Health care providers are in a position of trust. Their patients trust that they will do what is best for them. There are a select few medical professionals in South Carolina who take advantage of various opportunities to make more money — opportunities that are questionable in nature or even illegal. Health care fraud is damaging to the medical profession, insurance providers and, most importantly, patients. The federal government does not treat this issue lightly, and neither should you if you find yourself charged with committing this type of fraud.
Those accused of health care fraud are often thought to be members of organized crime groups or are just health care providers who stand accused of being dishonest. There are also those facing charges for crimes they did not commit. It does not matter which of these situations applies to your case; the consequences if prosecuting attorneys achieve a conviction can be severe, so how you approach the situation matters.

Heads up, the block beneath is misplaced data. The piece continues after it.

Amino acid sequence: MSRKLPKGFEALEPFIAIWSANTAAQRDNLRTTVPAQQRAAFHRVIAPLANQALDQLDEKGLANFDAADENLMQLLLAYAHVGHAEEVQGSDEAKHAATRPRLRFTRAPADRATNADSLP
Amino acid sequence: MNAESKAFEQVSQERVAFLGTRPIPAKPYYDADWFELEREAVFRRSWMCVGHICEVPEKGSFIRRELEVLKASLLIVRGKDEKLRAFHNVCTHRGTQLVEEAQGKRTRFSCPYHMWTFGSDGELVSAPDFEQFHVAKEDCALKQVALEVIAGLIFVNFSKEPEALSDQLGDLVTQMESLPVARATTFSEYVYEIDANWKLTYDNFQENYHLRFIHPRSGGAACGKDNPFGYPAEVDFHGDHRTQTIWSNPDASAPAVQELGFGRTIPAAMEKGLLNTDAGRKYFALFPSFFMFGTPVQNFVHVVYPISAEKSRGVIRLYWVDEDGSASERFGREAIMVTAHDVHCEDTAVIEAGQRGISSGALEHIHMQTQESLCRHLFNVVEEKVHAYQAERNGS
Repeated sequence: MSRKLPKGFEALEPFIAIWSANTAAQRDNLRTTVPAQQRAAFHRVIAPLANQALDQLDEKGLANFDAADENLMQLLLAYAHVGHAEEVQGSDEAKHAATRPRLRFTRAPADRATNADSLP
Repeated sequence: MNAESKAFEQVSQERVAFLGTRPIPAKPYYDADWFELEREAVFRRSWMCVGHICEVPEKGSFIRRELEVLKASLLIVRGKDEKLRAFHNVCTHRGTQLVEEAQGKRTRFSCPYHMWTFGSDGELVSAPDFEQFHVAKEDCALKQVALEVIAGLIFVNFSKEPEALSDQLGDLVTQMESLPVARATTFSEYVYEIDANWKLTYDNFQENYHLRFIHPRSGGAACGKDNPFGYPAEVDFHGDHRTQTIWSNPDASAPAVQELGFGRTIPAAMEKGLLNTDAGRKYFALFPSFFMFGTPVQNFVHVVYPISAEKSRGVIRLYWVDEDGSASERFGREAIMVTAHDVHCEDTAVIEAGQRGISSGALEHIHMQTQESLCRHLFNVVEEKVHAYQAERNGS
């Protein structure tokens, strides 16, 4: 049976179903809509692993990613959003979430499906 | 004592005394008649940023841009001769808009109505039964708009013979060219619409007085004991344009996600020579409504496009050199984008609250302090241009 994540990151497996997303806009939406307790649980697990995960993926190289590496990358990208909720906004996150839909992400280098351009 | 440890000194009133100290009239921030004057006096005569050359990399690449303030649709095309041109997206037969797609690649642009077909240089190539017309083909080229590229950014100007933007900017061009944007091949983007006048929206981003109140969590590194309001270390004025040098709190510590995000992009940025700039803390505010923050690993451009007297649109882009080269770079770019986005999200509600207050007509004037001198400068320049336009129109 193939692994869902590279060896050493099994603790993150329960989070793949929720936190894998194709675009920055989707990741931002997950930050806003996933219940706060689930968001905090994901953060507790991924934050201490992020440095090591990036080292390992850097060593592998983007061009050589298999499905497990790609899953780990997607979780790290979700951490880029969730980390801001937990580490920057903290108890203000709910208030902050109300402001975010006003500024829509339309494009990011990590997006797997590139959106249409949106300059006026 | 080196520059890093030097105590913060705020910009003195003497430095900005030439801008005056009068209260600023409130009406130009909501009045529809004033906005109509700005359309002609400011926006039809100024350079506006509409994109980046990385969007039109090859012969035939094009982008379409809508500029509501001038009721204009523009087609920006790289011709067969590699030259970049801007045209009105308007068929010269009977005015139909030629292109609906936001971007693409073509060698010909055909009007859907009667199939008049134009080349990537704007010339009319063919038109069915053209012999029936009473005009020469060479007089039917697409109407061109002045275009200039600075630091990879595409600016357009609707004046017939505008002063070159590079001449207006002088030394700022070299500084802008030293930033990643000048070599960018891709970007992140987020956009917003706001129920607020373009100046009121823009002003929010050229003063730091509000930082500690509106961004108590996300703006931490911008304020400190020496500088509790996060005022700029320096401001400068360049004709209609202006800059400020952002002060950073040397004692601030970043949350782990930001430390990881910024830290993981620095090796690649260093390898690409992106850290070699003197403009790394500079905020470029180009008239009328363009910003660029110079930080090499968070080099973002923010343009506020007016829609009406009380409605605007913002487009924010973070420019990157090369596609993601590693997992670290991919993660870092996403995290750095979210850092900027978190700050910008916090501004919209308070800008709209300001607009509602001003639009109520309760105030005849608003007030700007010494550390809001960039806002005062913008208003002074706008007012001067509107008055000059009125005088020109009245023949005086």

Types of health care fraud
There are several types of health care fraud that are commonly seen. A few of them include:
- Falsifying diagnoses
- Accepting kickbacks
- Performing unnecessary procedures
- Billing for services not performed
- Changing billing codes for non-covered treatments
The list goes on. The point is any of the above will result in patients having to pay more or being put through unnecessary procedures. All of the above may also result in insurance paying for things it usually wouldn’t.
If an insurance provider or patient has questioned your actions when it comes to treatment and billing and you are now facing federal charges because of it, the next steps you take can make or break your case. You have the right to defend yourself. How you go about doing so depends on a number of factors.
Fight, but don’t fight alone
When facing federal health care fraud charges, it is easy to roll over and accept whatever prosecuting attorneys have in store for you. You do not have to do that though. You can fight federal charges, and you do not have to fight alone.
With the right assistance, you can come up with a defense strategy that will help you achieve the best possible outcome. Working toward a case dismissal is always the goal, but if that is not possible, seeking a reduction in charges, alternative sentencing or pursuing a plea agreement may be possible.